The Electoral Commission has launched an investigation into funding of works on Boris Johnson’s Downing Street flat.
The spending watchdog said there were “reasonable grounds to suspect that an offence or offences may have occurred”.
The PM is under growing pressure to declare how refurbishments were paid for after his ex-adviser said there was a plan for donors to “secretly pay”.
Mr Johnson told MPs he had covered the revamp “personally”, but would not say who had paid the initial bill.
And, speaking at the government’s Covid press conference, Health Secretary Matt Hancock repeatedly refused to comment on the funding of the refurbishment, urging the media to “concentrate on the big things that really matter”.
The prime minister receives an annual public grant of £30,000 to carry out renovations to his Downing Street flat each year – but newspaper reports suggest the bill for the latest renovations could be as high as £200,000.
In its investigation, the commission – the independent watchdog regulating UK political finance – will assess the Conservative Party’s compliance with laws on political donations.
It will examine whether any spending on the flat falls within its remit, and if it was published as required.
The commission can impose fines if breaches are found, or pass on allegations to the police if it sees fit.
During fraught exchanges at Prime Minister’s Questions, Labour leader Sir Keir Starmer pushed Mr Johnson to explain who had paid the initial invoice for renovations – asking whether it was the taxpayer, the Conservative Party, a private donor or Mr Johnson himself.
He accused the government of being “mired in sleaze, cronyism and scandal”.
But Mr Johnson replied: “The answer is I have covered the costs… I conformed in full with the code of conduct and officials have kept advising me through this whole thing.”
The Treasury has revealed that Chancellor Rishi Sunak, Mr Johnson’s neighbour in Downing Street, also redecorated his flat last year, saying the costs were paid “upfront and entirely at his own expense”.
“Baffling” – that is one cabinet source’s verdict on how No 10 is handling the allegations about the renovations of the Downing Street flat.
And Boris Johnson wouldn’t answer the central question in the Commons earlier during a session of Prime Minister’s Questions, where he looked more red-faced and furious than I can recall.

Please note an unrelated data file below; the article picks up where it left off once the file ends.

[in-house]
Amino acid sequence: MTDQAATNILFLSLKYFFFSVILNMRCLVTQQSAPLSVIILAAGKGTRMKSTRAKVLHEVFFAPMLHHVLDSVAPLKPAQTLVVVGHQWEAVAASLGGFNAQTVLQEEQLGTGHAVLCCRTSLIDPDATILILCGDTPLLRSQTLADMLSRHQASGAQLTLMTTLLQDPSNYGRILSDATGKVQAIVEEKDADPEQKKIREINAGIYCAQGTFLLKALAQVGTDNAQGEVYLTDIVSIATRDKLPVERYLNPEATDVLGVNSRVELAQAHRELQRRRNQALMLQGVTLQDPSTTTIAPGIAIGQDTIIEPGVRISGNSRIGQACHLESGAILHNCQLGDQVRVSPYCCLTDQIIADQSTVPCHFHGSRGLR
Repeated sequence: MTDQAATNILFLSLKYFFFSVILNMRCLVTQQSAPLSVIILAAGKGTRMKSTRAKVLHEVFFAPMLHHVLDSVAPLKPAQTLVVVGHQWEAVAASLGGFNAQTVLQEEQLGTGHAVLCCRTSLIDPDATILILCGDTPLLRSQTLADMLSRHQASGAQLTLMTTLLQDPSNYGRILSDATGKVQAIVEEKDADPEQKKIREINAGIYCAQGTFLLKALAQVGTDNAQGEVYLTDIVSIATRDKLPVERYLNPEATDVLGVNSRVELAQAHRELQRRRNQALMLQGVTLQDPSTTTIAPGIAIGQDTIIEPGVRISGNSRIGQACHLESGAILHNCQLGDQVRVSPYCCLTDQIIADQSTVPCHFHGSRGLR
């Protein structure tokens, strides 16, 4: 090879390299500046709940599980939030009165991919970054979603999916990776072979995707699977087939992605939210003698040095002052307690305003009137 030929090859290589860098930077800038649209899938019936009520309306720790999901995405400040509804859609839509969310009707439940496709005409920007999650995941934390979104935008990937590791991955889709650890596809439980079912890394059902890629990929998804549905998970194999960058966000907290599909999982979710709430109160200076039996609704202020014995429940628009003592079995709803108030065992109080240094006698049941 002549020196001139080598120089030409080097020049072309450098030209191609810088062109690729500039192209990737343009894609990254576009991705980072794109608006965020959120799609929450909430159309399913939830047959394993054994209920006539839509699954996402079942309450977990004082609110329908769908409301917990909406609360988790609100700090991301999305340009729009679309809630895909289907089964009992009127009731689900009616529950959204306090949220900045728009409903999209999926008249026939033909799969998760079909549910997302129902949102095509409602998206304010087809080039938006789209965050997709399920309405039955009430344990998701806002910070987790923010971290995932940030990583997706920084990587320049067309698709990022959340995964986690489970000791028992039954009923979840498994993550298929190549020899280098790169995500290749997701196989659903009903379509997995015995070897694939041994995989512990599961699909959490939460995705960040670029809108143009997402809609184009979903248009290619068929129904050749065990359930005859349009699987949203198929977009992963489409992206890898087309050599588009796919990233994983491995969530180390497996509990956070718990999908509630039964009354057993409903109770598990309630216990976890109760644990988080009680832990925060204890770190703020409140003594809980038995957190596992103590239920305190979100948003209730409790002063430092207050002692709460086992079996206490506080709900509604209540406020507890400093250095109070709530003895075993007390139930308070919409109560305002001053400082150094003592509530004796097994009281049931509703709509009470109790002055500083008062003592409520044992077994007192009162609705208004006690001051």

The question is a simple one. Who paid the bill for the Downing Street flat makeover at the start?
And for as long as the PM won’t answer that, the question will be asked again, and again, and again.
No 10 has also confirmed the appointment of a new independent adviser on ministers’ interests.
Crossbench peer Lord Geidt will take up the role, unfilled for five months since the resignation of Sir Alex Allan in November 2020.
Downing Street also confirmed Lord Geidt would carry out his own inquiry into the funding of the renovations and “advise the prime minister on any further registration of interests that may be needed”.
However, the prime minister’s spokesman later said Mr Johnson “remains the ultimate arbiter” of the ministerial code – setting out rules of conduct – and would decide whether to accept or reject any findings.
The prime minister’s former senior adviser, Dominic Cummings, claimed last week that Mr Johnson had once planned to have donors “secretly pay” for the work on his flat.
He described the move as “unethical, foolish, possibly illegal” and said the PM “almost certainly broke the rules on proper disclosure of political donations if conducted in the way he intended”.
No 10 has refused to say whether the prime minister initially received a loan to cover the costs, but Downing Street has insisted the prime minister “acted in accordance with the appropriate codes of conduct and electoral law”.
Refusing to answer questions on the flat at the Covid press conference, Mr Hancock said: “It is important that there are questions, and there were endless questions in the House of Commons earlier on some of the issues that you raise, and you will have seen the appointment of Lord Geidt earlier.
“But you have also got to concentrate on the big things that really matter”
What is the Electoral Commission?
Established in 2001, it is an independent body that regulates political finance in the UK, including donations to political parties.
Parties, campaigners, and other groups are required to report donations and loans over a certain amount – which are then published.
The watchdog monitors whether the rules are being followed and has powers to ensure they are enforced.
As well as being able to refer investigations to the police, it can hand out its own sanctions under the Political Parties, Elections and Referendums Act 2000.
It can issue investigation notices, disclosure orders and can carry out interviews – as well as impose fines of up to £20,000, which can increase if payments are late.